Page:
Paste your Google Webmaster Tools verification code here
November 24, 2015 | 17:20 | Dubai
The UAE’s Islamic finance sector has continued to outpace the UAE’s conventional banking sector’s growth in 2015, Fitch Ratings has said. The six largest Fitch-rated Islamic banks’ share of total bank gross loans was around 21%, up 3% in 1H15, and they had around 20% of total assets at end-1H15. “We expect demand for UAE Islamic banks’ lending to continue to grow, supported by wider acceptance and an expanding customer base,” it said in its ‘UAE Islamic Banks Monitor 2015 – 2016 Outlook’.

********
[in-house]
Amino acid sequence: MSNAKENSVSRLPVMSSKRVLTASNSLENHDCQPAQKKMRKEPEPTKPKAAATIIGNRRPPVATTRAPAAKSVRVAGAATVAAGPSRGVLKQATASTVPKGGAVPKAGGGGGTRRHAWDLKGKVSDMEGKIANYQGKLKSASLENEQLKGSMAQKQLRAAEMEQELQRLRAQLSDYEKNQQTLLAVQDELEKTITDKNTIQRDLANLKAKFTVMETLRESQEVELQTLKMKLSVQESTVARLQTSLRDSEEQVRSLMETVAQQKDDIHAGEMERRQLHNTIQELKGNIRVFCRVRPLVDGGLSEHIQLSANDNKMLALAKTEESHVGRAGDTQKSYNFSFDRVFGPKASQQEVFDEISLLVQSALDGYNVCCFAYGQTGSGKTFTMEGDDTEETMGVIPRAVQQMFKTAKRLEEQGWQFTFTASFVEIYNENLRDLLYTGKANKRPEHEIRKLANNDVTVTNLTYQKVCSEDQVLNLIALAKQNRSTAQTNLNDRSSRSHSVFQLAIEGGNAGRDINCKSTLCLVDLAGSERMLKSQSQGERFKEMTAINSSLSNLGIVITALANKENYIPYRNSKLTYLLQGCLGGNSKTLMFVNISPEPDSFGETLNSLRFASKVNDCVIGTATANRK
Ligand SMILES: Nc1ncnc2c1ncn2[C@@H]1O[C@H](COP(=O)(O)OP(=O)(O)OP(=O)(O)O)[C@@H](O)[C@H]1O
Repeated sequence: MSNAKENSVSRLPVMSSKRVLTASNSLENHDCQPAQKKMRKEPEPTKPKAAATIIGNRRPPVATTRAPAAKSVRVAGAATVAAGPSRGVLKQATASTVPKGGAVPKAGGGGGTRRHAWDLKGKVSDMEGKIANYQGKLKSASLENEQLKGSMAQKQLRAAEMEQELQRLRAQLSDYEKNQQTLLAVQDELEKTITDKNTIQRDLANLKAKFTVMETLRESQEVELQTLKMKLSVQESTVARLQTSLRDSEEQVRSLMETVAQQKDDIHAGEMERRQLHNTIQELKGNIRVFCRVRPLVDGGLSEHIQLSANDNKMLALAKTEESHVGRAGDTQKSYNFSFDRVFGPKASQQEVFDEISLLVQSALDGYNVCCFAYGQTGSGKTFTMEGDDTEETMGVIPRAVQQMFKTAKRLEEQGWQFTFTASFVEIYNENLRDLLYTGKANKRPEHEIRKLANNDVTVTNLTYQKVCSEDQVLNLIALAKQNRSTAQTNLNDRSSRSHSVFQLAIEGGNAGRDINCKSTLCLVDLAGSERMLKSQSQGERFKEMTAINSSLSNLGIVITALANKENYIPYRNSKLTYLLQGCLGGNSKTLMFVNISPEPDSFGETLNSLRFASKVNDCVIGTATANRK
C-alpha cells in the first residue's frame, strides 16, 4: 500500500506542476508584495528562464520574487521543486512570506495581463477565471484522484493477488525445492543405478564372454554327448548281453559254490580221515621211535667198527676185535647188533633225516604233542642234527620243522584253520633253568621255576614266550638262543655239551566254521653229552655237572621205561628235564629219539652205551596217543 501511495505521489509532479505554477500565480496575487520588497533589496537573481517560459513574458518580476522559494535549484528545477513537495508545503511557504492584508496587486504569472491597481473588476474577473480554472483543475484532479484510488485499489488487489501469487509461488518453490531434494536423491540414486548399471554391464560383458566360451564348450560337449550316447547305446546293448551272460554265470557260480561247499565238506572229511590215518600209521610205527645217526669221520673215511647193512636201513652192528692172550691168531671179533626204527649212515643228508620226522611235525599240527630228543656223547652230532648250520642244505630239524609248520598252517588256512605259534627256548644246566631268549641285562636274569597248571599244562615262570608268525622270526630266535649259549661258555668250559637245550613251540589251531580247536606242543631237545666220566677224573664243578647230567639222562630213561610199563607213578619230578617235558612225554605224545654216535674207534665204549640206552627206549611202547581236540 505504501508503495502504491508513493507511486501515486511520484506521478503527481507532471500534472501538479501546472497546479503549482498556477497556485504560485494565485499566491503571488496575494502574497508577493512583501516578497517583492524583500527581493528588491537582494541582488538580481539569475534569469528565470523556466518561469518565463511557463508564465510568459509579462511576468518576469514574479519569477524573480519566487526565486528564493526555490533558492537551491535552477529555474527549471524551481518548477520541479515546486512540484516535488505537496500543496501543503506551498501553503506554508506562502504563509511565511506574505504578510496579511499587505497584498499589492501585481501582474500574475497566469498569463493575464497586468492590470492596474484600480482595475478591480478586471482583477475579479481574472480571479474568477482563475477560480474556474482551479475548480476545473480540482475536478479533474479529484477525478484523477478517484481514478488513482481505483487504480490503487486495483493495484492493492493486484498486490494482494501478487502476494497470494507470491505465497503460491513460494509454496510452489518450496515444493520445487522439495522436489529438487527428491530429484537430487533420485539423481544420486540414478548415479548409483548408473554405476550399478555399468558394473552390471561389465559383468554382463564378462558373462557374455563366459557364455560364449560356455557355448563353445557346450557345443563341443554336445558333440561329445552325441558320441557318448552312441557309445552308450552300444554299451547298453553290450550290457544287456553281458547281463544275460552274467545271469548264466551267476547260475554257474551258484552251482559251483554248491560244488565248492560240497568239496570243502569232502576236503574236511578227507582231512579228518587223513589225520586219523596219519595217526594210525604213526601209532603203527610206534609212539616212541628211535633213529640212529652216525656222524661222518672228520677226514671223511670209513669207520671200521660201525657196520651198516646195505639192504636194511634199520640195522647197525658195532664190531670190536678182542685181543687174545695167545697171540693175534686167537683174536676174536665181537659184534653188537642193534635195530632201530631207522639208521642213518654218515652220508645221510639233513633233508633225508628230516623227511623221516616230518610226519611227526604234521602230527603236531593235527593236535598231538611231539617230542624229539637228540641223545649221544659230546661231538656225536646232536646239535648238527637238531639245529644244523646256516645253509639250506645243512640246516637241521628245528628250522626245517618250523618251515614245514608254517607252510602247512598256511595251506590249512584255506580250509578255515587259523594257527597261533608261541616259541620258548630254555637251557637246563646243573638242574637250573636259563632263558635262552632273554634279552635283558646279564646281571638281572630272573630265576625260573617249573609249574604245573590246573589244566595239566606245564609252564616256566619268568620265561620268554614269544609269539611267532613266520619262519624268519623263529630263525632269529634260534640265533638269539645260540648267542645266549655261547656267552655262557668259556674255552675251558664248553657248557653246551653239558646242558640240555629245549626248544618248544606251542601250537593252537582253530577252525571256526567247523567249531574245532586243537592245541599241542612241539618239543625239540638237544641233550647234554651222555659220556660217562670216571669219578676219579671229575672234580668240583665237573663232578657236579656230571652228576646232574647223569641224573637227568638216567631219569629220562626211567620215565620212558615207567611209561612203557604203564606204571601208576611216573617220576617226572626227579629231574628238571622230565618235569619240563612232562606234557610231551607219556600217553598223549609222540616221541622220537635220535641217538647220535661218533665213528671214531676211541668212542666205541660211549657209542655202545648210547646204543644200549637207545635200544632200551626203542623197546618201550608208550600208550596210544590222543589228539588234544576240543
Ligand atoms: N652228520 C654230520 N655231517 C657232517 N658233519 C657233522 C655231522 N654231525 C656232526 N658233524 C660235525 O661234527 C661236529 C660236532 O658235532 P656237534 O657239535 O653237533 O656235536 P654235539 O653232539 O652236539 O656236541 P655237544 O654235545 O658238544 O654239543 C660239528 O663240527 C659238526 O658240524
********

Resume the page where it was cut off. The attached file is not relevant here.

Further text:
The Islamic banks’ impaired loans /gross loans ratio was 5.3% at end-1H15, down from 11.5% at end-2012. Significant improvement continues and partly reflects increasing gross loans, but asset quality remains weaker than the conventional banks’ average of 4%-6%. This is partly due to the larger proportion of retail loans at the Islamic banks (including personal residential mortgages), which made up more than 40% of their loans at end-2014. This has resulted in vulnerability and potentially large losses compared with conventional banks when the cycle turns. Positively for their ratings, Islamic banks have managed to reduce exposure to the real-estate sector, which was historically higher than for conventional banks, the ratings agency said. UAE Islamic banks will benefit from the central bank’s decision this year to include sharia-compliant securities in the range of instruments it accepts as collateral for accessing liquidity. Islamic banks often hold these securities but in the past have had to hold liquidity either in cash or monthly offerings of central bank sukuk, with maturities of three to six months. This puts them at a disadvantage to conventional banks, which have a wide range of interest-earning liquidity management options, it added.